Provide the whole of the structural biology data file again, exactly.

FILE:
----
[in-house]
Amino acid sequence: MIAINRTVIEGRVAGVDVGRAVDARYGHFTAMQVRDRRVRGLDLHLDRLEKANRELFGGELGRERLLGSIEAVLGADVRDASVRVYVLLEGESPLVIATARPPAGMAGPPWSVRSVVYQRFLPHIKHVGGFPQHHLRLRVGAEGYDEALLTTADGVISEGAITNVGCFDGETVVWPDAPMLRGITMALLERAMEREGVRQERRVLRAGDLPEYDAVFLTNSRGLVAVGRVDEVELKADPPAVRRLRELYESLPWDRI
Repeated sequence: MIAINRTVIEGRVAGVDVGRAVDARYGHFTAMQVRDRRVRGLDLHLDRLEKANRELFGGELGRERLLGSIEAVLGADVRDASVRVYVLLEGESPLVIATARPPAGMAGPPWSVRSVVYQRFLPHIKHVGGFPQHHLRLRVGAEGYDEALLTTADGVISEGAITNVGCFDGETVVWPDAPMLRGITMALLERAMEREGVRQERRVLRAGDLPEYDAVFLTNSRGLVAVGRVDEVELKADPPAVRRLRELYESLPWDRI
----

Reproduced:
[in-house]
Amino acid sequence: MIAINRTVIEGRVAGVDVGRAVDARYGHFTAMQVRDRRVRGLDLHLDRLEKANRELFGGELGRERLLGSIEAVLGADVRDASVRVYVLLEGESPLVIATARPPAGMAGPPWSVRSVVYQRFLPHIKHVGGFPQHHLRLRVGAEGYDEALLTTADGVISEGAITNVGCFDGETVVWPDAPMLRGITMALLERAMEREGVRQERRVLRAGDLPEYDAVFLTNSRGLVAVGRVDEVELKADPPAVRRLRELYESLPWDRI
Repeated sequence: MIAINRTVIEGRVAGVDVGRAVDARYGHFTAMQVRDRRVRGLDLHLDRLEKANRELFGGELGRERLLGSIEAVLGADVRDASVRVYVLLEGESPLVIATARPPAGMAGPPWSVRSVVYQRFLPHIKHVGGFPQHHLRLRVGAEGYDEALLTTADGVISEGAITNVGCFDGETVVWPDAPMLRGITMALLERAMEREGVRQERRVLRAGDLPEYDAVFLTNSRGLVAVGRVDEVELKADPPAVRRLRELYESLPWDRI